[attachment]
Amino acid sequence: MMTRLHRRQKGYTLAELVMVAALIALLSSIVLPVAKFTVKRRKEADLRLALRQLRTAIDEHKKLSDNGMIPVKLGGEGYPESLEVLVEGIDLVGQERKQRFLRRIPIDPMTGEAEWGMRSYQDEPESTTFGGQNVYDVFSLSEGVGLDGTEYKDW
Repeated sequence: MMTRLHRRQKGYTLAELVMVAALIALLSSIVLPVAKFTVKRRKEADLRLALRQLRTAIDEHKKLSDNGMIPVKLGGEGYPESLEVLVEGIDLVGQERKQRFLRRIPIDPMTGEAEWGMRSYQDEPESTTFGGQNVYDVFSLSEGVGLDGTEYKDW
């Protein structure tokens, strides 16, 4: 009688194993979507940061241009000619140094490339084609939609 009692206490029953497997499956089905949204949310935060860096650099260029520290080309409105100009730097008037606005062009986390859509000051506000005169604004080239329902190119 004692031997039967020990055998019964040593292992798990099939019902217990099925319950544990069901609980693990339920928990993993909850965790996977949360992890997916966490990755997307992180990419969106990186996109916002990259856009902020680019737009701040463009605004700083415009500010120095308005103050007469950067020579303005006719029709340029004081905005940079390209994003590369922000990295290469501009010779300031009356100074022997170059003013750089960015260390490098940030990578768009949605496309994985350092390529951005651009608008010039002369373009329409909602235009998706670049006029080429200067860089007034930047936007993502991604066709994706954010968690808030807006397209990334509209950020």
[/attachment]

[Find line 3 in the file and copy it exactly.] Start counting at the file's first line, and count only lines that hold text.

């Protein structure tokens, strides 16, 4: 009688194993979507940061241009000619140094490339084609939609 009692206490029953497997499956089905949204949310935060860096650099260029520290080309409105100009730097008037606005062009986390859509000051506000005169604004080239329902190119 004692031997039967020990055998019964040593292992798990099939019902217990099925319950544990069901609980693990339920928990993993909850965790996977949360992890997916966490990755997307992180990419969106990186996109916002990259856009902020680019737009701040463009605004700083415009500010120095308005103050007469950067020579303005006719029709340029004081905005940079390209994003590369922000990295290469501009010779300031009356100074022997170059003013750089960015260390490098940030990578768009949605496309994985350092390529951005651009608008010039002369373009329409909602235009998706670049006029080429200067860089007034930047936007993502991604066709994706954010968690808030807006397209990334509209950020």